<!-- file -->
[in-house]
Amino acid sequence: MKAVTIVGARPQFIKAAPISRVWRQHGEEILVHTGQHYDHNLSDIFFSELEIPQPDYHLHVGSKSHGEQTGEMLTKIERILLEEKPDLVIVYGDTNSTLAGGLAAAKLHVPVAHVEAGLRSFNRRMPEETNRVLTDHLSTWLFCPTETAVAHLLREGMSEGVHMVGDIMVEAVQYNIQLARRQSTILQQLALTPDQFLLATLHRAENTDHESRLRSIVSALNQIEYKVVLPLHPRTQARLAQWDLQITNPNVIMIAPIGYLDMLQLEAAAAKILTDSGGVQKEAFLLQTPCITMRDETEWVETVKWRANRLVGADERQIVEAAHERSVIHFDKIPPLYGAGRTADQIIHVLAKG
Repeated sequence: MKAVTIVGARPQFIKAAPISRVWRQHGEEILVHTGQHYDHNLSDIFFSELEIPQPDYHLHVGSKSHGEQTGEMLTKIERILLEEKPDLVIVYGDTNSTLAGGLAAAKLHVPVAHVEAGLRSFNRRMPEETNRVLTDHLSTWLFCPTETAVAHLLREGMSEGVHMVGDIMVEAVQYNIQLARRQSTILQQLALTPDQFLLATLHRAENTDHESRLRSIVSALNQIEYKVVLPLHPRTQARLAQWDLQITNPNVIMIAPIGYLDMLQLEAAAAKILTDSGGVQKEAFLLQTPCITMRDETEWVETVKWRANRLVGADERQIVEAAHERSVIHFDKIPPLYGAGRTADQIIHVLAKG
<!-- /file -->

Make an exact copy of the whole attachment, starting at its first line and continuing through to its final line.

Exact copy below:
[in-house]
Amino acid sequence: MKAVTIVGARPQFIKAAPISRVWRQHGEEILVHTGQHYDHNLSDIFFSELEIPQPDYHLHVGSKSHGEQTGEMLTKIERILLEEKPDLVIVYGDTNSTLAGGLAAAKLHVPVAHVEAGLRSFNRRMPEETNRVLTDHLSTWLFCPTETAVAHLLREGMSEGVHMVGDIMVEAVQYNIQLARRQSTILQQLALTPDQFLLATLHRAENTDHESRLRSIVSALNQIEYKVVLPLHPRTQARLAQWDLQITNPNVIMIAPIGYLDMLQLEAAAAKILTDSGGVQKEAFLLQTPCITMRDETEWVETVKWRANRLVGADERQIVEAAHERSVIHFDKIPPLYGAGRTADQIIHVLAKG
Repeated sequence: MKAVTIVGARPQFIKAAPISRVWRQHGEEILVHTGQHYDHNLSDIFFSELEIPQPDYHLHVGSKSHGEQTGEMLTKIERILLEEKPDLVIVYGDTNSTLAGGLAAAKLHVPVAHVEAGLRSFNRRMPEETNRVLTDHLSTWLFCPTETAVAHLLREGMSEGVHMVGDIMVEAVQYNIQLARRQSTILQQLALTPDQFLLATLHRAENTDHESRLRSIVSALNQIEYKVVLPLHPRTQARLAQWDLQITNPNVIMIAPIGYLDMLQLEAAAAKILTDSGGVQKEAFLLQTPCITMRDETEWVETVKWRANRLVGADERQIVEAAHERSVIHFDKIPPLYGAGRTADQIIHVLAKG